NYCLA Forum to Examine U.S. Efforts Toward Equality for Afghani Women on April 19
April 8, 2010 – New York, NY – The New York County Lawyers’ Association (NYCLA) will host a free public forum, “A Local and International Perspective on Afghanistan – U.S. Efforts Toward Equality for Afghani Women,” on Monday, April 19 at 6:00 PM at the NYCLA Home of Law, 14 Vesey Street. Panelists will examine how the U.S. military intervention in Afghanistan has improved the socio-economic position of Afghan women.
Forum speakers are: Tamara Klajn, governance and communications advisor, U.S. Office of the Special Representative for Afghanistan and Pakistan and former member, U.S. General Stanley McChrystal’s Strategic Advisory Group in Kabul, Afghanistan; Andeisha Farid, founder and executive director, Afghan Child Education and Care Organization and 2010 recipient of the Global Leadership Award in Entrepreneurial Achievement from Vital Voices Global Partnership, a leading international NGO dedicated to supporting emerging women leaders; and Sunita Viswanath, co-founder, Women for Afghan Women and editor, Women for Afghan Women: Shattering Myths and Claiming the Future.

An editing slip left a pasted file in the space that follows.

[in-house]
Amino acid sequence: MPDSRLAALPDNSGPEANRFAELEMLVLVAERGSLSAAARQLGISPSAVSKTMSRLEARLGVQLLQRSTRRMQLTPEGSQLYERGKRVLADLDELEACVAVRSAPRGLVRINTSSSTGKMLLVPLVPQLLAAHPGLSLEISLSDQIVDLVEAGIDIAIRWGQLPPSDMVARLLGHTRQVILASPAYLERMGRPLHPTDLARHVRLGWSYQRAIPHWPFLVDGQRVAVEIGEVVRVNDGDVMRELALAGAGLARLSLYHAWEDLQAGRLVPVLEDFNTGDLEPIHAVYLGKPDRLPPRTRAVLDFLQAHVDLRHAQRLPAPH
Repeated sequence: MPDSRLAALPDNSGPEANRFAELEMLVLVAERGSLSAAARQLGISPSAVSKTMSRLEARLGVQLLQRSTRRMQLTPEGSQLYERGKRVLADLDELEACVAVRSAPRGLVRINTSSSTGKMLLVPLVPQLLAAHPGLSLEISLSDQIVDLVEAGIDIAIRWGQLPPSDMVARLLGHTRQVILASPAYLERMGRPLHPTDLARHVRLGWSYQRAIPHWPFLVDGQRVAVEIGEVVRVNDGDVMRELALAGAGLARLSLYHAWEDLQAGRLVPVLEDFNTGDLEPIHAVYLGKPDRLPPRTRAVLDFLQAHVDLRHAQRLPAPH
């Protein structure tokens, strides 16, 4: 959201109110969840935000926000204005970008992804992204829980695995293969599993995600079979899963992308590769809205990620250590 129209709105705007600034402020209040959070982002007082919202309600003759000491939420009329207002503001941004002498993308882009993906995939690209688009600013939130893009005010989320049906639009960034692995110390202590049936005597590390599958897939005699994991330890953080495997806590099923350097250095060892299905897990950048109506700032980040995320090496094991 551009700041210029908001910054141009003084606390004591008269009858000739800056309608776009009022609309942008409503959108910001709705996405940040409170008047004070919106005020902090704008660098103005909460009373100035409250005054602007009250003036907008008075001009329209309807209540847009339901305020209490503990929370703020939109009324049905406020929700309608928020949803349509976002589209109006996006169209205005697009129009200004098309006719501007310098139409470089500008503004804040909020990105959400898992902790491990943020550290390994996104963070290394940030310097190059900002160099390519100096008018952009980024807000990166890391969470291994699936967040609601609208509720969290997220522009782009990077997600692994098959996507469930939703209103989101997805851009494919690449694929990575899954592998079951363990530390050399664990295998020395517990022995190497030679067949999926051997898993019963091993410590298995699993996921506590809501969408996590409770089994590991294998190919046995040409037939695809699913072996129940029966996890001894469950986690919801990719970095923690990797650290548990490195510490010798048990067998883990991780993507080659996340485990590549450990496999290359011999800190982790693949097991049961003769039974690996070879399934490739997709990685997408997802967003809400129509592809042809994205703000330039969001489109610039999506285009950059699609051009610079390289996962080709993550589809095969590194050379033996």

The brutal oppression of women and girls under the Taliban regime was cited as one of the justifications for the U.S. military intervention in Afghanistan in 2001 and the promotion of women’s rights was integral to the overall U.S. strategy and key programs. Since 2001, 91 women have been elected to the Afghani Parliament. What has been accomplished and what remains to be done?
Panelists will also discuss the experience of Afghan women living in the U.S. in terms of their exposure to gender- based violence, access to education and/or vocational training and inclusion in the political process.
The forum is co-sponsored by NYCLA’s Women’s Rights and Foreign & International Law Committees and Justice Center.
The New York County Lawyers’ Association (www.nycla.org) was founded in 1908 as the first major bar association in the country that admitted members without regard to race, ethnicity, religion, gender or sexual identity. Since its inception, it has pioneered some of the most far-reaching and tangible reforms in American jurisprudence and has continuously played an active role in legal developments and public policy.
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